Monday was a big day for economic data addicts; the March Personal Income and Outlays was released before the market opened. It was a mixed bag: Personal Incomes rose less than expected (more here), but spending was greater than consensus (more here). And we learned that despite aggressive Fed policy, the core PCE index continues its disinflationary trend. All of which was irrelevant to the market. The S&P 500 rose at the open, leveled off in the late morning and then marched to an afternoon intraday high, up 0.91%. The gains were trimmed a bit in the final hour of trading, but the index closed at a new all-time high, up 0.72%.
What was relevant to the US market? Europe. The 500 was essentially in copycat mode, although the US gains were less impressive than its European counterparts.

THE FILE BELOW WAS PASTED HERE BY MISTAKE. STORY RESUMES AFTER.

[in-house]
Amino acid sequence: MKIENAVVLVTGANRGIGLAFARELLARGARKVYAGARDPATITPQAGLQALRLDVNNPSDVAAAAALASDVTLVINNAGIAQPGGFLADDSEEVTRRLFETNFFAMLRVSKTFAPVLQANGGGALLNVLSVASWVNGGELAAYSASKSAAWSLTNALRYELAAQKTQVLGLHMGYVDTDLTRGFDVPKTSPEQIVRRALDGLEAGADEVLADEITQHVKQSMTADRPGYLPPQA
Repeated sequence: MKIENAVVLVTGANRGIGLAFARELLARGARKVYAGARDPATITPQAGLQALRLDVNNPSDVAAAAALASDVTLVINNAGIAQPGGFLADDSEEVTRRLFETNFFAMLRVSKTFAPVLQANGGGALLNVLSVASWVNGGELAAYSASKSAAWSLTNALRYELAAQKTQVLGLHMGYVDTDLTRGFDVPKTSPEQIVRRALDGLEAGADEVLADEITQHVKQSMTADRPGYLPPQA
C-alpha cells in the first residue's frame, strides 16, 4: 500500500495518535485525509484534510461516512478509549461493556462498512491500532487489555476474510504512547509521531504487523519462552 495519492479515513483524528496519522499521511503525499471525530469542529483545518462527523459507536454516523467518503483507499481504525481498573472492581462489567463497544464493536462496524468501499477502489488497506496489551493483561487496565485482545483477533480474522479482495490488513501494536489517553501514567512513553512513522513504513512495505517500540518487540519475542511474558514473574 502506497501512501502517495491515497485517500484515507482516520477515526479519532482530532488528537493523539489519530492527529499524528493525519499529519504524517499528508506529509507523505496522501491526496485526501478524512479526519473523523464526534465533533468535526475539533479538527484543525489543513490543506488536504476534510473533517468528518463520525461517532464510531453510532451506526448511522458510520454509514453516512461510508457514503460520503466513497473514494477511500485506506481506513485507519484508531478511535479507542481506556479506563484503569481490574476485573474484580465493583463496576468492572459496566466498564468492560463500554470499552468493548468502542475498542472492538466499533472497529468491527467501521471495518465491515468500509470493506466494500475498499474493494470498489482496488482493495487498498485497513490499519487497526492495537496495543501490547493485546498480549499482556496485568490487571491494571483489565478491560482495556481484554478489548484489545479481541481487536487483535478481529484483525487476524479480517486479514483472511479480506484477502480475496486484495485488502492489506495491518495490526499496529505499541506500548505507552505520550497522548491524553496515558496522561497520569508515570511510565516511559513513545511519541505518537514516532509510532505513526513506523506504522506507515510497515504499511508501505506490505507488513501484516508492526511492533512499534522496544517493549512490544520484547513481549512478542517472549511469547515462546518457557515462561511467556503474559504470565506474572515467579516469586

Here is a 5-minute look at Monday.
Here's a snapshot of the rally mindset on the other side of the Atlantic.
On a daily chart we see that Monday's all-time high was set on significantly lower-than-average volume.
The S&P 500 is now up 11.74% for 2013 and at a new all-time high.
For a better sense of how these declines figure into a larger historical context, here's a long-term view of secular bull and bear markets in the S&P Composite since 1871.